On November 4th, Oakland voters will pick their next mayor. All month on “Crosscurrents,” we are going to bring you the voices of each of the 15 people who are campaigning for the job.

Joe Tuman is a self-described outsider to Oakland city government. He’s been a member of politically-focused Oakland organizations – including one that kept tabs on local public safety funding from Measure Y – but he’s never held political office. Instead, he’s spent nearly three decades teaching government and law at San Francisco State. And he’s competed in thirteen Ironman triathalons.

Today on Crosscurrents, we hear from the retired Charles Ray Williams, an ex Navy man who completed four tours in Vietnam. Williams has spent a lot of time on the road and overseas, and it's his worldliness and street education that he sees as setting him apart from other candidates. He has never held public office.

The issues Williams feels strongest about are city safety, the Oakland budget, services for the homeless, making school uniforms mandatory, and creating more afterschool programs for kids. 

Philosophy Talk asks what "Machiavellian" really means

Sep 19, 2014

Niccolò Machiavelli is best known for arguing that people in power should use deception, force, and manipulation if those tactics are necessary to achieve their ends. In an age of unscrupulous politics and ruthless business practice, shouldn't we be encouraging a move away from Machiavellian thinking? Then again, are we even sure that those "Machiavellian" views were really Machiavelli's? If not, what did he really think, and what might we learn from him?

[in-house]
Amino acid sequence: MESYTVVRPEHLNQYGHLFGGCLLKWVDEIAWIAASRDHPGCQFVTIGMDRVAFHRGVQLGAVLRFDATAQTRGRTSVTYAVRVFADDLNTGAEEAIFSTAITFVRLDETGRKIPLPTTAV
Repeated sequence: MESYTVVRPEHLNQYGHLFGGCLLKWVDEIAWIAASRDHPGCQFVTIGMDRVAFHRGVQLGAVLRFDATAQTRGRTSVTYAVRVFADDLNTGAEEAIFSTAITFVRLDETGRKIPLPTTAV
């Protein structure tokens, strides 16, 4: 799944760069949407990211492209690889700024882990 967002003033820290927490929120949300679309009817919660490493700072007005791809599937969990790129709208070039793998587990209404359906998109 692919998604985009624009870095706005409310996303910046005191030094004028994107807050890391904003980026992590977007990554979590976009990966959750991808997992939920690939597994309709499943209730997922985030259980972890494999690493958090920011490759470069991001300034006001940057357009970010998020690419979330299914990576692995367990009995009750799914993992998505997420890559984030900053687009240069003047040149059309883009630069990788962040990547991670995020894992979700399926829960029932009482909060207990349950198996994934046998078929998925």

Philosophy Talk asks: Is Democracy a Universal Value?

May 23, 2014

Americans value democracy, and expect others to value it. But is it a universal value? Does God, or rationality, or something very basic about human sensibility, dictate that states should be organized democratically? What if there were empirical evidence that some non-democratic form of government is more likely to produce human happiness, cultural achievement, and sound money?

Details of State Senator Leland Yee's case

Apr 3, 2014

The San Francisco Chronicle has been reporting widely on the FBI’s investigation into Senator Leland Yee and 25 others who have been indicted in the past few days. The charges range from firearms trafficking to promising political favors.

San Francisco Chronicle reporters  Henry Lee  and Vivian Ho have been covering this unfolding story in detail and give us a recap of what we know so far. 

Note: Will Durst is a comedian and you may find some of his material offensive, or worse, not funny. His views do not necessarily reflect those of KALW.

Hey guys, WIll Durst here with a few choice words about awards season. You'd best be advised to hunker in a bunker wearing a Kevlar overcoat, because gold plated statues are being tossed about like air kisses at a gown fitting. Like clouds of bathroom hair spray in the Beverly Hill bathroom during the nominee luncheons. Like jaded eyes at a press screening of Transformers 4.

Courtesy of Tim Redmond


With so many media options to choose from, some older forms are getting less attention. So how are these changes reshaping what news we read, see, and hear? In our 'State of the Media' series KALW’s Ben Trefny is exploring this idea with Bay Area media makers. Today, he spoke with Tim Redmond, who recently left the San Francisco Bay Guardian after more than three decades with the paper.

BBC coverage of President Obama's Address to the Nation, with commentary and background provided by the BBC's Tim Franks.  Tuesday at 6pm.